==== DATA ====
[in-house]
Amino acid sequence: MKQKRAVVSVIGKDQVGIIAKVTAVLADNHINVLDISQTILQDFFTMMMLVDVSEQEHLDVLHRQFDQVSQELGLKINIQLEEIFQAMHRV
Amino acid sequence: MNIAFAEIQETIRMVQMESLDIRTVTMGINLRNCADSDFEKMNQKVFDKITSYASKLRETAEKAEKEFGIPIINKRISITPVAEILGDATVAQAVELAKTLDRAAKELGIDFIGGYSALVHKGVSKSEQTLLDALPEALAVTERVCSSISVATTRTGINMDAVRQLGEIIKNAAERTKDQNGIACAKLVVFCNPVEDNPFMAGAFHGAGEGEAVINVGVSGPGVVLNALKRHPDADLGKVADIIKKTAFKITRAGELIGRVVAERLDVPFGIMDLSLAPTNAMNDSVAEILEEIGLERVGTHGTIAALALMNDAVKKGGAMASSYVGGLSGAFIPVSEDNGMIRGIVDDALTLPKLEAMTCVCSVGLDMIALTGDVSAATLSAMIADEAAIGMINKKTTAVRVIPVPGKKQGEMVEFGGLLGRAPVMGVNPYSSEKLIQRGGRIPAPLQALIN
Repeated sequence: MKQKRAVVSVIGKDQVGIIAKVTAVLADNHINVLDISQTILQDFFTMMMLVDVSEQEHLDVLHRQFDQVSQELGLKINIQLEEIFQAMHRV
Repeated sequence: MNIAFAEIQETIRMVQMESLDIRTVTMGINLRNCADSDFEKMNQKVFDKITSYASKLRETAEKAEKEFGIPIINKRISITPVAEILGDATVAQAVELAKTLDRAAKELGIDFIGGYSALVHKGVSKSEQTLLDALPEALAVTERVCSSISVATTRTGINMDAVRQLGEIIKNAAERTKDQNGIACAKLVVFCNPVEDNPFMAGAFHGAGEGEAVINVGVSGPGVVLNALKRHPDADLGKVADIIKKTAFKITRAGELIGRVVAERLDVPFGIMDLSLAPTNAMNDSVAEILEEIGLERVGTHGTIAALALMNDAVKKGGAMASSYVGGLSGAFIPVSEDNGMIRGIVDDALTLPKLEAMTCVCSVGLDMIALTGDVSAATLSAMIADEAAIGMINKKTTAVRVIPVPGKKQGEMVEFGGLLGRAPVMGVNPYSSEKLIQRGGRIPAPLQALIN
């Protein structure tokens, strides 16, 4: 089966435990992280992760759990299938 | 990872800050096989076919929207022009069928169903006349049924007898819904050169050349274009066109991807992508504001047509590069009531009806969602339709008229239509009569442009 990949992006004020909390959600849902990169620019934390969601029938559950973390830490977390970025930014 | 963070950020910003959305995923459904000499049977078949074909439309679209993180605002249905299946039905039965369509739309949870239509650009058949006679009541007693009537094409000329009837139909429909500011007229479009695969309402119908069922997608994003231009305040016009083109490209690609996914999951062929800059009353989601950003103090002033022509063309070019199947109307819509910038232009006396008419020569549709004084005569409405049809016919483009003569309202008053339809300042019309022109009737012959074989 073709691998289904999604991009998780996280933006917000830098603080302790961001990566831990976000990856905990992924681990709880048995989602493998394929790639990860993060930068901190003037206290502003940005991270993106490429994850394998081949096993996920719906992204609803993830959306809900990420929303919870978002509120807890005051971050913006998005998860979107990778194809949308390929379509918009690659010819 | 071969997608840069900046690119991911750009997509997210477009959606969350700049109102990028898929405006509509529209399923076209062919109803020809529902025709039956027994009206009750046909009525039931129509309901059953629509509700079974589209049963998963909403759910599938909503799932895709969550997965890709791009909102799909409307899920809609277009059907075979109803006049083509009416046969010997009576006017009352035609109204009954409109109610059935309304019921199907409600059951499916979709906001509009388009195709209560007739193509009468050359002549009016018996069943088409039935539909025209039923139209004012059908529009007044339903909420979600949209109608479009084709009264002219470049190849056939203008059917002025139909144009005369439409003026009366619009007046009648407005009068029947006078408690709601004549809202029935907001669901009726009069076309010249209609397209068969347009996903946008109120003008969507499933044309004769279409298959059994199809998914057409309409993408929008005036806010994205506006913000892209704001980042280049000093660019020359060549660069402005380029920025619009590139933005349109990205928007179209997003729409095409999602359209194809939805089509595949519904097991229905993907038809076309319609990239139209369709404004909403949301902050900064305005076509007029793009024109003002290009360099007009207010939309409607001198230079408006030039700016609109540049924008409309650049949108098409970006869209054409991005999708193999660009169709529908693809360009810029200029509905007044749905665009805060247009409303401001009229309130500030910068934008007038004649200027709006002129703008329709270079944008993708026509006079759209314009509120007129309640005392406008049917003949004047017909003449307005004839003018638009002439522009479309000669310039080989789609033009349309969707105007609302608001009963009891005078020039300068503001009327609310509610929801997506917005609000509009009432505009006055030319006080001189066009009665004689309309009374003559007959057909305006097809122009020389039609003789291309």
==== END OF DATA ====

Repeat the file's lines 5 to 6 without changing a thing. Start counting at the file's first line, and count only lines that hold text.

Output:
Repeated sequence: MNIAFAEIQETIRMVQMESLDIRTVTMGINLRNCADSDFEKMNQKVFDKITSYASKLRETAEKAEKEFGIPIINKRISITPVAEILGDATVAQAVELAKTLDRAAKELGIDFIGGYSALVHKGVSKSEQTLLDALPEALAVTERVCSSISVATTRTGINMDAVRQLGEIIKNAAERTKDQNGIACAKLVVFCNPVEDNPFMAGAFHGAGEGEAVINVGVSGPGVVLNALKRHPDADLGKVADIIKKTAFKITRAGELIGRVVAERLDVPFGIMDLSLAPTNAMNDSVAEILEEIGLERVGTHGTIAALALMNDAVKKGGAMASSYVGGLSGAFIPVSEDNGMIRGIVDDALTLPKLEAMTCVCSVGLDMIALTGDVSAATLSAMIADEAAIGMINKKTTAVRVIPVPGKKQGEMVEFGGLLGRAPVMGVNPYSSEKLIQRGGRIPAPLQALIN
């Protein structure tokens, strides 16, 4: 089966435990992280992760759990299938 | 990872800050096989076919929207022009069928169903006349049924007898819904050169050349274009066109991807992508504001047509590069009531009806969602339709008229239509009569442009 990949992006004020909390959600849902990169620019934390969601029938559950973390830490977390970025930014 | 963070950020910003959305995923459904000499049977078949074909439309679209993180605002249905299946039905039965369509739309949870239509650009058949006679009541007693009537094409000329009837139909429909500011007229479009695969309402119908069922997608994003231009305040016009083109490209690609996914999951062929800059009353989601950003103090002033022509063309070019199947109307819509910038232009006396008419020569549709004084005569409405049809016919483009003569309202008053339809300042019309022109009737012959074989 073709691998289904999604991009998780996280933006917000830098603080302790961001990566831990976000990856905990992924681990709880048995989602493998394929790639990860993060930068901190003037206290502003940005991270993106490429994850394998081949096993996920719906992204609803993830959306809900990420929303919870978002509120807890005051971050913006998005998860979107990778194809949308390929379509918009690659010819 | 071969997608840069900046690119991911750009997509997210477009959606969350700049109102990028898929405006509509529209399923076209062919109803020809529902025709039956027994009206009750046909009525039931129509309901059953629509509700079974589209049963998963909403759910599938909503799932895709969550997965890709791009909102799909409307899920809609277009059907075979109803006049083509009416046969010997009576006017009352035609109204009954409109109610059935309304019921199907409600059951499916979709906001509009388009195709209560007739193509009468050359002549009016018996069943088409039935539909025209039923139209004012059908529009007044339903909420979600949209109608479009084709009264002219470049190849056939203008059917002025139909144009005369439409003026009366619009007046009648407005009068029947006078408690709601004549809202029935907001669901009726009069076309010249209609397209068969347009996903946008109120003008969507499933044309004769279409298959059994199809998914057409309409993408929008005036806010994205506006913000892209704001980042280049000093660019020359060549660069402005380029920025619009590139933005349109990205928007179209997003729409095409999602359209194809939805089509595949519904097991229905993907038809076309319609990239139209369709404004909403949301902050900064305005076509007029793009024109003002290009360099007009207010939309409607001198230079408006030039700016609109540049924008409309650049949108098409970006869209054409991005999708193999660009169709529908693809360009810029200029509905007044749905665009805060247009409303401001009229309130500030910068934008007038004649200027709006002129703008329709270079944008993708026509006079759209314009509120007129309640005392406008049917003949004047017909003449307005004839003018638009002439522009479309000669310039080989789609033009349309969707105007609302608001009963009891005078020039300068503001009327609310509610929801997506917005609000509009009432505009006055030319006080001189066009009665004689309309009374003559007959057909305006097809122009020389039609003789291309």